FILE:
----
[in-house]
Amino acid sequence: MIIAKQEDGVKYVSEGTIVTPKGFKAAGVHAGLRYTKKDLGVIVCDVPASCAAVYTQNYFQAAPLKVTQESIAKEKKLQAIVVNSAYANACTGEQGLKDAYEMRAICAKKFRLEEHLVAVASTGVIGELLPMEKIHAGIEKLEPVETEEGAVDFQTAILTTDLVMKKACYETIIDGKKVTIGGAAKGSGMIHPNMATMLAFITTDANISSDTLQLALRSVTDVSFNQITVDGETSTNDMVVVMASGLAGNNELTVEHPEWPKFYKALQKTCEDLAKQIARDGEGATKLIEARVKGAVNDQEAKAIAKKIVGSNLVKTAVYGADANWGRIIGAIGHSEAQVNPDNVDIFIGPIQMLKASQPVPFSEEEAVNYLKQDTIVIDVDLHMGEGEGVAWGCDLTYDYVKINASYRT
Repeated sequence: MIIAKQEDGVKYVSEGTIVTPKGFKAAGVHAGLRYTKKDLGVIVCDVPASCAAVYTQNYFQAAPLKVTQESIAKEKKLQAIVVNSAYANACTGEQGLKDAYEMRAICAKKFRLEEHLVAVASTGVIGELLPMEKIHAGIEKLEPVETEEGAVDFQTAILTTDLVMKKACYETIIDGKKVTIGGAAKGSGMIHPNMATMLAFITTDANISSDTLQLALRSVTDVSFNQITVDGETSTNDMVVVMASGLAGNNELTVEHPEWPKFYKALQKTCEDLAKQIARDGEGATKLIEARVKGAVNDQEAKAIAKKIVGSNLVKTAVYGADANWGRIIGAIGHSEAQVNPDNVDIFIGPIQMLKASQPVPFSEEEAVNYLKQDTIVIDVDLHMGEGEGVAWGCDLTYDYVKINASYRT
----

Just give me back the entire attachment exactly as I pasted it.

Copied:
[in-house]
Amino acid sequence: MIIAKQEDGVKYVSEGTIVTPKGFKAAGVHAGLRYTKKDLGVIVCDVPASCAAVYTQNYFQAAPLKVTQESIAKEKKLQAIVVNSAYANACTGEQGLKDAYEMRAICAKKFRLEEHLVAVASTGVIGELLPMEKIHAGIEKLEPVETEEGAVDFQTAILTTDLVMKKACYETIIDGKKVTIGGAAKGSGMIHPNMATMLAFITTDANISSDTLQLALRSVTDVSFNQITVDGETSTNDMVVVMASGLAGNNELTVEHPEWPKFYKALQKTCEDLAKQIARDGEGATKLIEARVKGAVNDQEAKAIAKKIVGSNLVKTAVYGADANWGRIIGAIGHSEAQVNPDNVDIFIGPIQMLKASQPVPFSEEEAVNYLKQDTIVIDVDLHMGEGEGVAWGCDLTYDYVKINASYRT
Repeated sequence: MIIAKQEDGVKYVSEGTIVTPKGFKAAGVHAGLRYTKKDLGVIVCDVPASCAAVYTQNYFQAAPLKVTQESIAKEKKLQAIVVNSAYANACTGEQGLKDAYEMRAICAKKFRLEEHLVAVASTGVIGELLPMEKIHAGIEKLEPVETEEGAVDFQTAILTTDLVMKKACYETIIDGKKVTIGGAAKGSGMIHPNMATMLAFITTDANISSDTLQLALRSVTDVSFNQITVDGETSTNDMVVVMASGLAGNNELTVEHPEWPKFYKALQKTCEDLAKQIARDGEGATKLIEARVKGAVNDQEAKAIAKKIVGSNLVKTAVYGADANWGRIIGAIGHSEAQVNPDNVDIFIGPIQMLKASQPVPFSEEEAVNYLKQDTIVIDVDLHMGEGEGVAWGCDLTYDYVKINASYRT